Manufacture Dihl et Guérhard, Pair of white blue and gold porcelain coolers.
Mark in red ink Manufacture Dihl et Guérhard
Pair of porcelain ice chests made up of three parts and decorated with friezes and gilded fillets framing blue bands.
In 1781, Christophe Dihl and the Guérhard couple, Antoine and Louise-Marie-Madeleine, signed the deed of partnership that gave birth to the Dihl and Guérhard porcelain factory. Opened under the patronage of the Duc d'Angoulême, nephew of King Louis XIV, this protection ensured them the right to create enamelled and coloured porcelain pieces, despite the monopoly that the Sèvres manufactory had until then held on this production.
Created under the Ancien Régime, the manufactory lived through the Revolution, the Consultat and the Empire before dying out under the Restoration in 1828. Thanks to Dihl's technical ingenuity and the commercial foresight of the Guerhards, it was an innovative company that was successful from the outset, employing twelve sculptors and thirty painters in 1785. Throughout the Neoclassical period, it established itself as the main competitor to the Sèvres manufactory with its use of a wide range of colours for the enamels, the exquisite delicacy of its biscuits and its elaborate ornamentation.
The manufactory stood out for the wide variety of pieces it was authorised to produce thanks to royal protection: crockery, clocks, biscuit groups, paintings on porcelain, etc. These paintings demanded technical virtuosity that Dihl brought to its peak, earning him an award at the Exhibition of Industrial Products in Year V (1797-1798). In the same year, he married Madame Guérhard, who was then a widow.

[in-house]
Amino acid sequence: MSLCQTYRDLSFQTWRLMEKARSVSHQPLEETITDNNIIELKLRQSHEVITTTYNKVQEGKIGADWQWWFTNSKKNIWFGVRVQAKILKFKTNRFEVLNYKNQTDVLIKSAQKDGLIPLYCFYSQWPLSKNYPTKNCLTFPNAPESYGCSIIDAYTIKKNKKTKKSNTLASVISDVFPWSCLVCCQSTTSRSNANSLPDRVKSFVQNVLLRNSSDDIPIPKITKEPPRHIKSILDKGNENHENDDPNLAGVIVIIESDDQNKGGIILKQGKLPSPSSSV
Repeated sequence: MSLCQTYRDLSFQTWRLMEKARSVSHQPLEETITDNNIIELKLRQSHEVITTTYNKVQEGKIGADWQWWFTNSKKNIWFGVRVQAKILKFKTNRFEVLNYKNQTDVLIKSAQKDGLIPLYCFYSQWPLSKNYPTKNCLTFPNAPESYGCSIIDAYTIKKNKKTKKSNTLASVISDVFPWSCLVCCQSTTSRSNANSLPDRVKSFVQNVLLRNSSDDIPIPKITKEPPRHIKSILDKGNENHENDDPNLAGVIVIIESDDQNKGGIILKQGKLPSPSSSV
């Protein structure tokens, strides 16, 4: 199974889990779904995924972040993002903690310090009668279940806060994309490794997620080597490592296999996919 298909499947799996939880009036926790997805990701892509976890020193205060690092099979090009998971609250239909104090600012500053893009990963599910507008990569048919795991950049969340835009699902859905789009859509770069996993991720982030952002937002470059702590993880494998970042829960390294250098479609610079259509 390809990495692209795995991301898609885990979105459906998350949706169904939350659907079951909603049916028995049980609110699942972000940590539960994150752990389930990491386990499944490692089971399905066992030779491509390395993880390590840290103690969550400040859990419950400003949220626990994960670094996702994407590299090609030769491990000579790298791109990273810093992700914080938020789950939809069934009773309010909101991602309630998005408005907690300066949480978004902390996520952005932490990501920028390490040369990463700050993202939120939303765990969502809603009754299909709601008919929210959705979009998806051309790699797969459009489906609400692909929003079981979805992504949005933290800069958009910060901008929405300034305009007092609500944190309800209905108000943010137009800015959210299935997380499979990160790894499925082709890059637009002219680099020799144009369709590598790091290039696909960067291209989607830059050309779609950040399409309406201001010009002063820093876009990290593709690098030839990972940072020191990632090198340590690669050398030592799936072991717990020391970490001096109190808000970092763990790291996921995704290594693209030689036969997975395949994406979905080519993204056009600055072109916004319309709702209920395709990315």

The Revolution does not seem to have affected the factory, which had already achieved an international reputation, and the Imperial period marked the apogee of the factory, which enjoyed resounding success in 1806 at the Exhibition of Industrial Products and at the Salon. By carefully selecting the best specialists for each job, they ensured production of exceptional quality, employing up to two hundred workers.
However, the economic crisis caused by Napoleon's wars, combined with the continental blockade put in place by his adversaries, pushed the factory onto a long downward slope: the Dihl family sold a great deal abroad, particularly to Spain, England and Russia. Despite the courageous struggle of the ageing couple, the company was wound up by the court in 1828, two years before Dihl died in 1830, followed by his wife in 1831. All the manufactory's assets were dispersed at auction, including two sales of the finest pieces